MasterCard Open To State-Issued Cryptocurrencies

Ari Sarker, MasterCard’s Co-President of Asia-Pacific, said the payment company is fully behind supporting state-backed, central bank-issued cryptocurrencies.

In an interview with the Financial Times, Sarker said that MasterCard is “very happy” to consider helping the use of cryptocurrencies, but only as long as those cryptocurrencies are issued by central banks.

“If governments look to create national digital currency, we’d be very happy to look at those in a more favorable way [compared with existing cryptocurrencies],” Sarker said. “So long as it’s backed by a regulator and the value … is not anonymous [and] it is meeting all the regulatory requirements, I think that would be of greater interest for us to explore.”

MasterCard has made it tougher for customers to use their payment cards to purchase bitcoin. It recently re-classified customers’ cryptocurrency purchases as “cash advances,” leading to an extra five percent fee on purchases of cryptocurrencies made via credit card.

Sarker said the payment company is currently running a cryptocurrency pilot program in Singapore and Japan, allowing some clients to “cash out” of bitcoin onto a card. However, he said stringent know your customer (KYC) and anti-money laundering (AML) controls have been put in place. He warned the credit card company has no exposure to the wild swings of bitcoin’s price.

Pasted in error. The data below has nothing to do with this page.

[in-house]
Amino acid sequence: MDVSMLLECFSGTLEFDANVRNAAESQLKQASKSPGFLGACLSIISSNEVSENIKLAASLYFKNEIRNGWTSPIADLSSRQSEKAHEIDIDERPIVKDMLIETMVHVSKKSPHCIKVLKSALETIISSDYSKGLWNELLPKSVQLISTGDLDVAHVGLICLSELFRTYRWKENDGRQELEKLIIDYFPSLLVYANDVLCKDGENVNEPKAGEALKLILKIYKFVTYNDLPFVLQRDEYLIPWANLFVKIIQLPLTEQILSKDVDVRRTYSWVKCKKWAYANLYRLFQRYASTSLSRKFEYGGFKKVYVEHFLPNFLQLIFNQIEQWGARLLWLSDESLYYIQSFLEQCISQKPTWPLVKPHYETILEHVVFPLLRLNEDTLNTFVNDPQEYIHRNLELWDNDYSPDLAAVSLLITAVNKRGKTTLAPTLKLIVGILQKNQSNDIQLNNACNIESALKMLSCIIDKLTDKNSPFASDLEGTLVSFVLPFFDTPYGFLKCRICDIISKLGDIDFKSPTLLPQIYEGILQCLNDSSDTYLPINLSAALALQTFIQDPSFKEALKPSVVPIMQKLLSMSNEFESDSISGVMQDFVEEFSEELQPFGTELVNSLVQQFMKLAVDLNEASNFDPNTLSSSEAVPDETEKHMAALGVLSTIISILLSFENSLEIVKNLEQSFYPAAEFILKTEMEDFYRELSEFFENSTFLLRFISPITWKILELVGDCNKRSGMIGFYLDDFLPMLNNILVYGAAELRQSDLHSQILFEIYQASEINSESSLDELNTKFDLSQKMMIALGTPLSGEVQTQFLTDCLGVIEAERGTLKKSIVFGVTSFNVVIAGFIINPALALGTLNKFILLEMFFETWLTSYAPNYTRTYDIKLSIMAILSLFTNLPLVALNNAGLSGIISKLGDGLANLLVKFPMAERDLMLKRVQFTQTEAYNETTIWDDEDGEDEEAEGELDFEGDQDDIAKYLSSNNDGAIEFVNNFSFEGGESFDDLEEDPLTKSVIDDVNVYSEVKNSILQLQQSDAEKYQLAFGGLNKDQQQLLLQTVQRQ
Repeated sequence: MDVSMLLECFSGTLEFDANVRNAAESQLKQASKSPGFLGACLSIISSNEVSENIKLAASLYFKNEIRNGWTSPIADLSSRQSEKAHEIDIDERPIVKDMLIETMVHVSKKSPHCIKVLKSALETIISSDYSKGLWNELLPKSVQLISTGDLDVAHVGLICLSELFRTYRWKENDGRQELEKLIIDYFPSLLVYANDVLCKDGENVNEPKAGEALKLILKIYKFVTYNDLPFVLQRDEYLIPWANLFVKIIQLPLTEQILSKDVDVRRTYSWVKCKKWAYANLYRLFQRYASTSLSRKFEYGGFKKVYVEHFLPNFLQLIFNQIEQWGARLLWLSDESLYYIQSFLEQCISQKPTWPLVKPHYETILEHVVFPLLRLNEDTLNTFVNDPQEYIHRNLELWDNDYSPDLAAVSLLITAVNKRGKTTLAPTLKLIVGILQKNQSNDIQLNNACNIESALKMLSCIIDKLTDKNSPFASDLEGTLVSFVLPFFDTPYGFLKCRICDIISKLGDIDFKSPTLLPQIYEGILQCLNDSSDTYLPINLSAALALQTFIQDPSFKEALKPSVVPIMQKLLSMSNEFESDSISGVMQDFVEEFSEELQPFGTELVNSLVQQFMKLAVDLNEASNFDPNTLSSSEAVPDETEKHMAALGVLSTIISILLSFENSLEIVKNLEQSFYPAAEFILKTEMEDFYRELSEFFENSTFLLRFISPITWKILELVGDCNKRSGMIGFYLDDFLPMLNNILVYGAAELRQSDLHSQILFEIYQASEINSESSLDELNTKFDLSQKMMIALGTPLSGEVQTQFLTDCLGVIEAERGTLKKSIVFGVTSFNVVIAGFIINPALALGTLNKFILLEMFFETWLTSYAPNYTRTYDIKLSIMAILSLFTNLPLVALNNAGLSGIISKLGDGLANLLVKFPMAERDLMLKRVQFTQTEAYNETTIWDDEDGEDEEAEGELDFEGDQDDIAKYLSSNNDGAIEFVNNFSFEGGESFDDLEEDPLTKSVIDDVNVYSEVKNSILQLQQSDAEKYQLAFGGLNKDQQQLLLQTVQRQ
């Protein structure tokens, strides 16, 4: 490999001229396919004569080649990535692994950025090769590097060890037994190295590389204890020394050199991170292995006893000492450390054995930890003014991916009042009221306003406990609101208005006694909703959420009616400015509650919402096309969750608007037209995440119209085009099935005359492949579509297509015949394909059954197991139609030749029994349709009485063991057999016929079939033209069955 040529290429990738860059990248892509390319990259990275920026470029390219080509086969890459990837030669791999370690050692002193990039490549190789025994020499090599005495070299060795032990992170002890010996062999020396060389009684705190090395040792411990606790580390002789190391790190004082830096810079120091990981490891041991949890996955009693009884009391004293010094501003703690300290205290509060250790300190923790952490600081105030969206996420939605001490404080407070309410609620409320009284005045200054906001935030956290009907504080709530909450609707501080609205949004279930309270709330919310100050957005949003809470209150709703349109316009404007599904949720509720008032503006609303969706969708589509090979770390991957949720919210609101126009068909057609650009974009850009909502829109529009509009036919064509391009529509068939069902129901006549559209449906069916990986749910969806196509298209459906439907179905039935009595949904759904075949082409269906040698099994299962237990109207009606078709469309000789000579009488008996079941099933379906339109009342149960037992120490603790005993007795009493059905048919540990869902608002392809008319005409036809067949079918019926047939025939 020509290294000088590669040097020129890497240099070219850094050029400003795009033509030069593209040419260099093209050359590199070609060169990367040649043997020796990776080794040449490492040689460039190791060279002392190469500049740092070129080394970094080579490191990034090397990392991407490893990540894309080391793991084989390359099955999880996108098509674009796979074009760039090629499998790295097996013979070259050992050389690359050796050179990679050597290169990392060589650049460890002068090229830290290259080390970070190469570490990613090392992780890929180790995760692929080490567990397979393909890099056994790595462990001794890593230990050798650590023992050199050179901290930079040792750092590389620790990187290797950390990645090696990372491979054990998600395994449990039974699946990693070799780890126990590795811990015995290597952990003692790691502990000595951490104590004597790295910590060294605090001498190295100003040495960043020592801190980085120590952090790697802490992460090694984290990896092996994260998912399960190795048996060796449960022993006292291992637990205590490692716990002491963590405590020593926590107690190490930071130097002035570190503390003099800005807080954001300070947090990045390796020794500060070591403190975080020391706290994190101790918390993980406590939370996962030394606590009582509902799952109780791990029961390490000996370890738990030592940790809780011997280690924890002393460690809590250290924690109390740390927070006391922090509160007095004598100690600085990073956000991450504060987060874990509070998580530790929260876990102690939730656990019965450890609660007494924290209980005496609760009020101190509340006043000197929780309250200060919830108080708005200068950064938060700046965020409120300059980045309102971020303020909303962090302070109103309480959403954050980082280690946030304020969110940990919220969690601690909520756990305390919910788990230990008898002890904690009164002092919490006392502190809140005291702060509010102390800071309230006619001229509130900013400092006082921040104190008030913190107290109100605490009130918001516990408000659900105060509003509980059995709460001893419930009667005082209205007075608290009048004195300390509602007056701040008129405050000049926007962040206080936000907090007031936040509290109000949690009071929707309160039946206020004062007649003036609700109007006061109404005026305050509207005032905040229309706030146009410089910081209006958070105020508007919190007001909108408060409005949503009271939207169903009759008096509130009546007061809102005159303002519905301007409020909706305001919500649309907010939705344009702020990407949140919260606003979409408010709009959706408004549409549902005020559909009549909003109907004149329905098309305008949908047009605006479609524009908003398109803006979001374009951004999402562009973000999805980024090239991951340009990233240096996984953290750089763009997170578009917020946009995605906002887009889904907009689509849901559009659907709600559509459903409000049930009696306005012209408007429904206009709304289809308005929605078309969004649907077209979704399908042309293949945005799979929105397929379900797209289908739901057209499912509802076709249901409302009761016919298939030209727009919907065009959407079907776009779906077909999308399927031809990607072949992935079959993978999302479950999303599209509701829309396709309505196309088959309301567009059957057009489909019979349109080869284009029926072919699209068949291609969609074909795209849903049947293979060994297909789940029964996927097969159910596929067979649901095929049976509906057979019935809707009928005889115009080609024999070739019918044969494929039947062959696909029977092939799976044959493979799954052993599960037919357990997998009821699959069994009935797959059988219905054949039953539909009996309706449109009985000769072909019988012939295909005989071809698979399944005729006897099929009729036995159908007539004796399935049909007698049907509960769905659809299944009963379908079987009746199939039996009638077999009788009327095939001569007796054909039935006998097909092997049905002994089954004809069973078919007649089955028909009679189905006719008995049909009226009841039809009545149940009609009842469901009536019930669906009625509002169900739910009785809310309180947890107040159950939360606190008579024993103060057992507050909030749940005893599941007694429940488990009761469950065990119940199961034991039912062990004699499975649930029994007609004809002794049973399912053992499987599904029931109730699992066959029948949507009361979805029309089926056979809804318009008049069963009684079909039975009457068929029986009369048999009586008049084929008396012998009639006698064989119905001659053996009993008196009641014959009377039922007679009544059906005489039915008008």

“We are not operating trading of bitcoin through the MasterCard network,” Sarkar said. “[The pilot] is a toe in the water, we’re fully cognizant of the reputational risk.”

In November of last year, MasterCard had filed a patent for instantaneous payments using blockchain. Also, a MasterCard spokesperson claims that the company’s research and development arm has filed for over 30 “patents related to blockchain technology and cryptocurrency.”

“MasterCard Labs is working on a blockchain technology that will support a wide range of use cases, including but not exclusive to [business to business] interbank payments, tracking trade finance obligations along the value chain, exchanging know your customer and anti-money laundering data between trusted parties, and more,” the spokesperson said.

Finally, Sarker added that MasterCard has also had “25 to 30 engagement discussions” with Asian cities about rolling out contactless payment systems that are similar to the one being used by Transport for London.

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